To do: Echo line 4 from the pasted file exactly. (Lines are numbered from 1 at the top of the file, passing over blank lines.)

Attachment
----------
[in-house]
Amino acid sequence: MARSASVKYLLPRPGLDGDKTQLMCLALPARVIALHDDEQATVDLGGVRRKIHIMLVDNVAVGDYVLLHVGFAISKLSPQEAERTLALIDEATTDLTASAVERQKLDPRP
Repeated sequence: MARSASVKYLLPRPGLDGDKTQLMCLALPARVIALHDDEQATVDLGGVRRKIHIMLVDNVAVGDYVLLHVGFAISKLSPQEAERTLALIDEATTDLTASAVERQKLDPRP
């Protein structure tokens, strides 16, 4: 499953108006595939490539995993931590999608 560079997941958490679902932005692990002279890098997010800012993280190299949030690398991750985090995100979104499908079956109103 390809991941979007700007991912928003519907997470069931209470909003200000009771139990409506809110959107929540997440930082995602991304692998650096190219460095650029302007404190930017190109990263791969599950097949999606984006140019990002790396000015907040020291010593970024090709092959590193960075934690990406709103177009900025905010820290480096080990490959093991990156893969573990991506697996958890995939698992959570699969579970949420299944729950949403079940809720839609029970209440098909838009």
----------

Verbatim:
């Protein structure tokens, strides 16, 4: 499953108006595939490539995993931590999608 560079997941958490679902932005692990002279890098997010800012993280190299949030690398991750985090995100979104499908079956109103 390809991941979007700007991912928003519907997470069931209470909003200000009771139990409506809110959107929540997440930082995602991304692998650096190219460095650029302007404190930017190109990263791969599950097949999606984006140019990002790396000015907040020291010593970024090709092959590193960075934690990406709103177009900025905010820290480096080990490959093991990156893969573990991506697996958890995939698992959570699969579970949420299944729950949403079940809720839609029970209440098909838009």